Build trust and safety for generative AI applications with Amazon Comprehend and LangChain

We are witnessing a rapid increase in the adoption of large language models (LLM) that power generative AI applications across industries. LLMs are capable of a variety of tasks, such as generating creative content, answering inquiries via chatbots, generating code, and more.

Organizations looking to use LLMs to power their applications are increasingly wary about data privacy to ensure trust and safety is maintained within their generative AI applications. This includes handling customers’ personally identifiable information (PII) data properly. It also includes preventing abusive and unsafe content from being propagated to LLMs and checking that data generated by LLMs follows the same principles.

In this post, we discuss new features powered by Amazon Comprehend that enable seamless integration to ensure data privacy, content safety, and prompt safety in new and existing generative AI applications.

Amazon Comprehend is a natural language processing (NLP) service that uses machine learning (ML) to uncover information in unstructured data and text within documents. In this post, we discuss why trust and safety with LLMs matter for your workloads. We also delve deeper into how these new moderation capabilities are utilized with the popular generative AI development framework LangChain to introduce a customizable trust and safety mechanism for your use case.

Why trust and safety with LLMs matter

Trust and safety are paramount when working with LLMs due to their profound impact on a wide range of applications, from customer support chatbots to content generation. As these models process vast amounts of data and generate humanlike responses, the potential for misuse or unintended outcomes increases. Ensuring that these AI systems operate within ethical and reliable boundaries is crucial, not just for the reputation of businesses that utilize them, but also for preserving the trust of end-users and customers.

Moreover, as LLMs become more integrated into our daily digital experiences, their influence on our perceptions, beliefs, and decisions grows. Ensuring trust and safety with LLMs goes beyond just technical measures; it speaks to the broader responsibility of AI practitioners and organizations to uphold ethical standards. By prioritizing trust and safety, organizations not only protect their users, but also ensure sustainable and responsible growth of AI in society. It can also help to reduce risk of generating harmful content, and help adhere to regulatory requirements.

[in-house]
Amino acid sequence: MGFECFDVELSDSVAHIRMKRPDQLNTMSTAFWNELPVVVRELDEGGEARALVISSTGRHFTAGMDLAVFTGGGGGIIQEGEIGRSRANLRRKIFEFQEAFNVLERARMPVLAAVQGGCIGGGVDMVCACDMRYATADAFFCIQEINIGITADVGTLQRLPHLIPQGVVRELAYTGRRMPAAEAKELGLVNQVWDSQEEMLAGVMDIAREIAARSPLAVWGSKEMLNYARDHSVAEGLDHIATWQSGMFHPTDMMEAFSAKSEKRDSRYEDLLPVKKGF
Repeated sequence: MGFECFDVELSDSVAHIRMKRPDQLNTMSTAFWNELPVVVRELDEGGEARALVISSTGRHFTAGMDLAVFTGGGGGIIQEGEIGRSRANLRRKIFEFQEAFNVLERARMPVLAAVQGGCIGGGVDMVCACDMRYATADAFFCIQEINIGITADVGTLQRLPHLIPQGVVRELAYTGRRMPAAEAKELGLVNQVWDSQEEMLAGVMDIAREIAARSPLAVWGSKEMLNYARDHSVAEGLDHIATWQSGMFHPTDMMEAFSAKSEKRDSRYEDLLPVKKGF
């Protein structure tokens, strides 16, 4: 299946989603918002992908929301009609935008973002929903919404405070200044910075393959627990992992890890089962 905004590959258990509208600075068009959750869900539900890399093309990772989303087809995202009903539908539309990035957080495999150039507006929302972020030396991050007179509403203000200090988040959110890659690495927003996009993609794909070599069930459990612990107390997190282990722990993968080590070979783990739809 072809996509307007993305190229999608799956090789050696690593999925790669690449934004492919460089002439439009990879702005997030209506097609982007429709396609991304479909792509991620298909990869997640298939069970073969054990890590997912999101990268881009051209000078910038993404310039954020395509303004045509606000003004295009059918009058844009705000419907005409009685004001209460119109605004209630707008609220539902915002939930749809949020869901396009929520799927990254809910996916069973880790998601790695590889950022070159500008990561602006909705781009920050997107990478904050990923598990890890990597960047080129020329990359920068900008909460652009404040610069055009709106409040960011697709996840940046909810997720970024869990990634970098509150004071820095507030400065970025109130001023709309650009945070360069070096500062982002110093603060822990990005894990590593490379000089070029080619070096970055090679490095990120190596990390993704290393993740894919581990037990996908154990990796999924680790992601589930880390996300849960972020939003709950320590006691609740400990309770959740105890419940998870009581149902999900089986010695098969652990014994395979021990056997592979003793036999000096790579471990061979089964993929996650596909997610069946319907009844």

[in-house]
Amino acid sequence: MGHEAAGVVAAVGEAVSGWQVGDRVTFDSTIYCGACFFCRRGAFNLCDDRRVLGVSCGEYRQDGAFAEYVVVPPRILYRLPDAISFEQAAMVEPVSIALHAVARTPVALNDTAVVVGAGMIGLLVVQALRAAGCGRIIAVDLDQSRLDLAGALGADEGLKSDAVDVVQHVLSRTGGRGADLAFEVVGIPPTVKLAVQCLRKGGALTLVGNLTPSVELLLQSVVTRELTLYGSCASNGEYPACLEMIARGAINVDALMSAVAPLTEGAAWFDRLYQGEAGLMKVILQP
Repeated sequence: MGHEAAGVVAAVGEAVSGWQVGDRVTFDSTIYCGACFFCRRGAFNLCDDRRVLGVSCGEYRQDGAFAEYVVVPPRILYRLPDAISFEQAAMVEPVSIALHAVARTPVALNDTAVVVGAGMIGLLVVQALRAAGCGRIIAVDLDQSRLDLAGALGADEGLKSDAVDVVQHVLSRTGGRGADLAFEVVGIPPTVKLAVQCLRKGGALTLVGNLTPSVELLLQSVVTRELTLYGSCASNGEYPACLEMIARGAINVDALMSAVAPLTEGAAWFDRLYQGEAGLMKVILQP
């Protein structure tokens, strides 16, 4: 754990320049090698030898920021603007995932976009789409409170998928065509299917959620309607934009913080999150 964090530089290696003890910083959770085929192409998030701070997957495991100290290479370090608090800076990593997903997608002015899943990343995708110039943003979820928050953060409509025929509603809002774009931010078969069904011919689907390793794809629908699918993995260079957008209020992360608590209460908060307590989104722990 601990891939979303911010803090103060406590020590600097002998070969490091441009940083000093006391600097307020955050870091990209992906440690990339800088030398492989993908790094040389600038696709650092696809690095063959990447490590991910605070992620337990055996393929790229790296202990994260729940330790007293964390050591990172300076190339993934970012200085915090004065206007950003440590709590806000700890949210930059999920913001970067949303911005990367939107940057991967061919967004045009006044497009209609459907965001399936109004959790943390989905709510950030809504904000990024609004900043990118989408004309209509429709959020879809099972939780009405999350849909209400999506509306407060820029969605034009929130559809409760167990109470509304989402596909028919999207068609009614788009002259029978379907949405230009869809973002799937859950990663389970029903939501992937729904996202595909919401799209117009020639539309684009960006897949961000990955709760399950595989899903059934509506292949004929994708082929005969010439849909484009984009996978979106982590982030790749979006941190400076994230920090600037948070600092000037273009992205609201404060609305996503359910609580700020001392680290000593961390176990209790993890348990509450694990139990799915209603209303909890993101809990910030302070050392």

In the realm of trust and safety, content moderation is a mechanism that addresses various aspects, including but not limited to:

  • Privacy – Users can inadvertently provide text that contains sensitive information, jeopardizing their privacy. Detecting and redacting any PII is essential.
  • Toxicity – Recognizing and filtering out harmful content, such as hate speech, threats, or abuse, is of utmost importance.
  • User intention – Identifying whether the user input (prompt) is safe or unsafe is critical. Unsafe prompts can explicitly or implicitly express malicious intent, such as requesting personal or private information and generating offensive, discriminatory, or illegal content. Prompts may also implicitly express or request advice on medical, legal, political, controversial, personal, or financial

Content moderation with Amazon Comprehend

In this section, we discuss the benefits of content moderation with Amazon Comprehend.

Addressing privacy

Amazon Comprehend already addresses privacy through its existing PII detection and redaction abilities via the DetectPIIEntities and ContainsPIIEntities APIs. These two APIs are backed by NLP models that can detect a large number of PII entities such as Social Security numbers (SSNs), credit card numbers, names, addresses, phone numbers, and so on. For a full list of entities, refer to PII universal entity types. DetectPII also provides character-level position of the PII entity within a text; for example, the start character position of the NAME entity (John Doe) in the sentence “My name is John Doe” is 12, and the end character position is 19. These offsets can be used to perform masking or redaction of the values, thereby reducing risks of private data propagation into LLMs.

Addressing toxicity and prompt safety

Today, we are announcing two new Amazon Comprehend features in the form of APIs: Toxicity detection via the DetectToxicContent API, and prompt safety classification via the ClassifyDocument API. Note that DetectToxicContent is a new API, whereas ClassifyDocument is an existing API that now supports prompt safety classification.

Toxicity detection

With Amazon Comprehend toxicity detection, you can identify and flag content that may be harmful, offensive, or inappropriate. This capability is particularly valuable for platforms where users generate content, such as social media sites, forums, chatbots, comment sections, and applications that use LLMs to generate content. The primary goal is to maintain a positive and safe environment by preventing the dissemination of toxic content.

At its core, the toxicity detection model analyzes text to determine the likelihood of it containing hateful content, threats, obscenities, or other forms of harmful text. The model is trained on vast datasets containing examples of both toxic and nontoxic content. The toxicity API evaluates a given piece of text to provide toxicity classification and confidence score. Generative AI applications can then use this information to take appropriate actions, such as stopping the text from propagating to LLMs. As of this writing, the labels detected by the toxicity detection API are HATE_SPEECH, GRAPHIC, HARRASMENT_OR_ABUSE, SEXUAL, VIOLENCE_OR_THREAT, INSULT, and PROFANITY. The following code demonstrates the API call with Python Boto3 for Amazon Comprehend toxicity detection: